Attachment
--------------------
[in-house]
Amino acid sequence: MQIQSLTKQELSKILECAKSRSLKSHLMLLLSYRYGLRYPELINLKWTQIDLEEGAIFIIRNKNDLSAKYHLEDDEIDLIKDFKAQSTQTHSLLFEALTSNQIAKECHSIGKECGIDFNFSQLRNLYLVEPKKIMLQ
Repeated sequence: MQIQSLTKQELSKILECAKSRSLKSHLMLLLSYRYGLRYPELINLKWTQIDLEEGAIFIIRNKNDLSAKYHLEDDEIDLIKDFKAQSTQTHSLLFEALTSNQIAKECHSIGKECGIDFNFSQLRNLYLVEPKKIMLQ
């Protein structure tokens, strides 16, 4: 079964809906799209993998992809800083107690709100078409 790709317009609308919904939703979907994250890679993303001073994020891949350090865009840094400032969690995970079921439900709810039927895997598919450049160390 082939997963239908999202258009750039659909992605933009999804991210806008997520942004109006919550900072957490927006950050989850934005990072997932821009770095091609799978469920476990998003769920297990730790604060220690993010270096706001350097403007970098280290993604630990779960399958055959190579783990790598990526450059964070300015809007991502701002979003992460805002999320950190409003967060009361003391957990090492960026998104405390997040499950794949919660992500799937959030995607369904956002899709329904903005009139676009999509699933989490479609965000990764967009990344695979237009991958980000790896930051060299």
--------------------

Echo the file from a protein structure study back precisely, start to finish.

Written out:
[in-house]
Amino acid sequence: MQIQSLTKQELSKILECAKSRSLKSHLMLLLSYRYGLRYPELINLKWTQIDLEEGAIFIIRNKNDLSAKYHLEDDEIDLIKDFKAQSTQTHSLLFEALTSNQIAKECHSIGKECGIDFNFSQLRNLYLVEPKKIMLQ
Repeated sequence: MQIQSLTKQELSKILECAKSRSLKSHLMLLLSYRYGLRYPELINLKWTQIDLEEGAIFIIRNKNDLSAKYHLEDDEIDLIKDFKAQSTQTHSLLFEALTSNQIAKECHSIGKECGIDFNFSQLRNLYLVEPKKIMLQ
């Protein structure tokens, strides 16, 4: 079964809906799209993998992809800083107690709100078409 790709317009609308919904939703979907994250890679993303001073994020891949350090865009840094400032969690995970079921439900709810039927895997598919450049160390 082939997963239908999202258009750039659909992605933009999804991210806008997520942004109006919550900072957490927006950050989850934005990072997932821009770095091609799978469920476990998003769920297990730790604060220690993010270096706001350097403007970098280290993604630990779960399958055959190579783990790598990526450059964070300015809007991502701002979003992460805002999320950190409003967060009361003391957990090492960026998104405390997040499950794949919660992500799937959030995607369904956002899709329904903005009139676009999509699933989490479609965000990764967009990344695979237009991958980000790896930051060299």